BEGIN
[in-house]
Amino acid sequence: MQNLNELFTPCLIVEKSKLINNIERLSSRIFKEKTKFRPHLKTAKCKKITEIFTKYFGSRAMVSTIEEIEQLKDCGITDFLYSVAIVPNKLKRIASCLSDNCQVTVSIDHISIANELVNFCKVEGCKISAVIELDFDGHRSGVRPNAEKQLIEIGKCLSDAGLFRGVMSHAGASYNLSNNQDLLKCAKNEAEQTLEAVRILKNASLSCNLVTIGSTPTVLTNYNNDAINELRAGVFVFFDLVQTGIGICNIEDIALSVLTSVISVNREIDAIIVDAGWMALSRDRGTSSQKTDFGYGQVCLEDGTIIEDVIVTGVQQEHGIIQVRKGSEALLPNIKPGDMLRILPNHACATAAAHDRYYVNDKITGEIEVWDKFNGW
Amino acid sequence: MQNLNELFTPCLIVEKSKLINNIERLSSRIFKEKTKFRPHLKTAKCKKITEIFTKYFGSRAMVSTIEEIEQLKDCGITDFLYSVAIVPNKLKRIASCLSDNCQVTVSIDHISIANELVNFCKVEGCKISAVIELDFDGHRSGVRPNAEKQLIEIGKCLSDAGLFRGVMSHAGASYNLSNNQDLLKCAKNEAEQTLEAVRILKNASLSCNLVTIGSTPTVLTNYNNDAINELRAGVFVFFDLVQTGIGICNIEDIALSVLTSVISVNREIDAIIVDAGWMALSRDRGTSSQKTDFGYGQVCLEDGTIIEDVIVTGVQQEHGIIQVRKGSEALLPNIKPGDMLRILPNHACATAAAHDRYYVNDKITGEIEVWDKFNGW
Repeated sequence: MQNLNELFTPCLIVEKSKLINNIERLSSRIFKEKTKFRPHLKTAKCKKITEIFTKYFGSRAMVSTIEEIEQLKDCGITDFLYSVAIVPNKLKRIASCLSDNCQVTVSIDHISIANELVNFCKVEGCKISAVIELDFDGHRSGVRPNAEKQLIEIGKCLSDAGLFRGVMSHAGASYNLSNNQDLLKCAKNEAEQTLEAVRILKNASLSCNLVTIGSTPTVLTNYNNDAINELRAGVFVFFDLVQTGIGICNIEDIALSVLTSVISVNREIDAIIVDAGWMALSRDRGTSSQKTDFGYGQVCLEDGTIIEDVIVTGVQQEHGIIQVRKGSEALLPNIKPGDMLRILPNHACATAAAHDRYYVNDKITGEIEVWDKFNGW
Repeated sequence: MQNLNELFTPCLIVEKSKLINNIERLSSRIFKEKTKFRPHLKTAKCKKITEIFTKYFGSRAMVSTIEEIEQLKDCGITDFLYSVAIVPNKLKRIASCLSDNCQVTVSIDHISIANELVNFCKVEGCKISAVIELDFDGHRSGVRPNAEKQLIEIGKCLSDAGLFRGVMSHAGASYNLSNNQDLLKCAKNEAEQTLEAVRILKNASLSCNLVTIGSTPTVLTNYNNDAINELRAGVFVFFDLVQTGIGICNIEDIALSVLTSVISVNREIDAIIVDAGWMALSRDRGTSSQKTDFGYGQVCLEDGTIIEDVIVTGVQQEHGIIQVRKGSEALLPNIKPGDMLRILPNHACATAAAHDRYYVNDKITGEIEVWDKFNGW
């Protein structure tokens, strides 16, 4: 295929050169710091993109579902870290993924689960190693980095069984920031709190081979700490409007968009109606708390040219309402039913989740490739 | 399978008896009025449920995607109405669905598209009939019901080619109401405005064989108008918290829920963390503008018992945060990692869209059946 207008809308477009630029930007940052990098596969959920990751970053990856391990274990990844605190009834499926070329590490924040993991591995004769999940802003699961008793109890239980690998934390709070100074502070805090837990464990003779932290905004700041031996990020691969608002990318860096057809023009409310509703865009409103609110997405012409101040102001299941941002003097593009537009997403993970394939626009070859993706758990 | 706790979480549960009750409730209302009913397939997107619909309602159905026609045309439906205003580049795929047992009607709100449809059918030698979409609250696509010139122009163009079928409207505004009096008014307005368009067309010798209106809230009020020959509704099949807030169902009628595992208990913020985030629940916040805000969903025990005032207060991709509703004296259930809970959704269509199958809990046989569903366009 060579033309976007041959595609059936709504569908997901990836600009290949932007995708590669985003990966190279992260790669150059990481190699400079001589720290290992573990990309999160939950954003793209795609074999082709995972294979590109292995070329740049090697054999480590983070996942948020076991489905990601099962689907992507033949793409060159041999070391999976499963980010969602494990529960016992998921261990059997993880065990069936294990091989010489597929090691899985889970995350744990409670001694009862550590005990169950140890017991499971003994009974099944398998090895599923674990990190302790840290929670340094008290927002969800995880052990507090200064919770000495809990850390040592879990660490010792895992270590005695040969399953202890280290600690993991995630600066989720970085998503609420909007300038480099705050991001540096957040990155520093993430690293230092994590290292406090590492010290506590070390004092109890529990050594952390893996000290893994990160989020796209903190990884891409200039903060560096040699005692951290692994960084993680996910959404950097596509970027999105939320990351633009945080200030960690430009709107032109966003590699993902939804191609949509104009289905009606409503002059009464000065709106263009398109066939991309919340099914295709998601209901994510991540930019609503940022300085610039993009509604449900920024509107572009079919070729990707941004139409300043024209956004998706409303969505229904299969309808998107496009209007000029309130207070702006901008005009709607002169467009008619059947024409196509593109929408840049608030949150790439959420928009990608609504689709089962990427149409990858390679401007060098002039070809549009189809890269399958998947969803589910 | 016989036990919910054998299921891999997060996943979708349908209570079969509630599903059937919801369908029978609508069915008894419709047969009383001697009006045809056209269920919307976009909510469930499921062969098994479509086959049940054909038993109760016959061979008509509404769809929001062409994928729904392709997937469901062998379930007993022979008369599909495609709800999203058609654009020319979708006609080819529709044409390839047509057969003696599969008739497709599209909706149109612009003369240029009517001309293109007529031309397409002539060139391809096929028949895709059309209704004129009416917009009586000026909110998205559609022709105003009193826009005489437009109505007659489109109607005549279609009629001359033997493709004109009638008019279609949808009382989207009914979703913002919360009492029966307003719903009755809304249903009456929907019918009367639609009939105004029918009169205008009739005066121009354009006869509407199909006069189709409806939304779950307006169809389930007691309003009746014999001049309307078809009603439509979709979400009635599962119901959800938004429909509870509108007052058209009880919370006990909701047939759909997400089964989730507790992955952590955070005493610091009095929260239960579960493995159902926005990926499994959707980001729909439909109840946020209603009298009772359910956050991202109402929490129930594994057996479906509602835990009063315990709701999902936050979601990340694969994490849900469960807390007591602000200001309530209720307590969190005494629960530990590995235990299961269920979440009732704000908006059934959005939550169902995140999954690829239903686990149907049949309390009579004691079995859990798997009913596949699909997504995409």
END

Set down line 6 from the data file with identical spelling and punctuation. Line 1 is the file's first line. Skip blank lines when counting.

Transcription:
């Protein structure tokens, strides 16, 4: 295929050169710091993109579902870290993924689960190693980095069984920031709190081979700490409007968009109606708390040219309402039913989740490739 | 399978008896009025449920995607109405669905598209009939019901080619109401405005064989108008918290829920963390503008018992945060990692869209059946 207008809308477009630029930007940052990098596969959920990751970053990856391990274990990844605190009834499926070329590490924040993991591995004769999940802003699961008793109890239980690998934390709070100074502070805090837990464990003779932290905004700041031996990020691969608002990318860096057809023009409310509703865009409103609110997405012409101040102001299941941002003097593009537009997403993970394939626009070859993706758990 | 706790979480549960009750409730209302009913397939997107619909309602159905026609045309439906205003580049795929047992009607709100449809059918030698979409609250696509010139122009163009079928409207505004009096008014307005368009067309010798209106809230009020020959509704099949807030169902009628595992208990913020985030629940916040805000969903025990005032207060991709509703004296259930809970959704269509199958809990046989569903366009 060579033309976007041959595609059936709504569908997901990836600009290949932007995708590669985003990966190279992260790669150059990481190699400079001589720290290992573990990309999160939950954003793209795609074999082709995972294979590109292995070329740049090697054999480590983070996942948020076991489905990601099962689907992507033949793409060159041999070391999976499963980010969602494990529960016992998921261990059997993880065990069936294990091989010489597929090691899985889970995350744990409670001694009862550590005990169950140890017991499971003994009974099944398998090895599923674990990190302790840290929670340094008290927002969800995880052990507090200064919770000495809990850390040592879990660490010792895992270590005695040969399953202890280290600690993991995630600066989720970085998503609420909007300038480099705050991001540096957040990155520093993430690293230092994590290292406090590492010290506590070390004092109890529990050594952390893996000290893994990160989020796209903190990884891409200039903060560096040699005692951290692994960084993680996910959404950097596509970027999105939320990351633009945080200030960690430009709107032109966003590699993902939804191609949509104009289905009606409503002059009464000065709106263009398109066939991309919340099914295709998601209901994510991540930019609503940022300085610039993009509604449900920024509107572009079919070729990707941004139409300043024209956004998706409303969505229904299969309808998107496009209007000029309130207070702006901008005009709607002169467009008619059947024409196509593109929408840049608030949150790439959420928009990608609504689709089962990427149409990858390679401007060098002039070809549009189809890269399958998947969803589910 | 016989036990919910054998299921891999997060996943979708349908209570079969509630599903059937919801369908029978609508069915008894419709047969009383001697009006045809056209269920919307976009909510469930499921062969098994479509086959049940054909038993109760016959061979008509509404769809929001062409994928729904392709997937469901062998379930007993022979008369599909495609709800999203058609654009020319979708006609080819529709044409390839047509057969003696599969008739497709599209909706149109612009003369240029009517001309293109007529031309397409002539060139391809096929028949895709059309209704004129009416917009009586000026909110998205559609022709105003009193826009005489437009109505007659489109109607005549279609009629001359033997493709004109009638008019279609949808009382989207009914979703913002919360009492029966307003719903009755809304249903009456929907019918009367639609009939105004029918009169205008009739005066121009354009006869509407199909006069189709409806939304779950307006169809389930007691309003009746014999001049309307078809009603439509979709979400009635599962119901959800938004429909509870509108007052058209009880919370006990909701047939759909997400089964989730507790992955952590955070005493610091009095929260239960579960493995159902926005990926499994959707980001729909439909109840946020209603009298009772359910956050991202109402929490129930594994057996479906509602835990009063315990709701999902936050979601990340694969994490849900469960807390007591602000200001309530209720307590969190005494629960530990590995235990299961269920979440009732704000908006059934959005939550169902995140999954690829239903686990149907049949309390009579004691079995859990798997009913596949699909997504995409």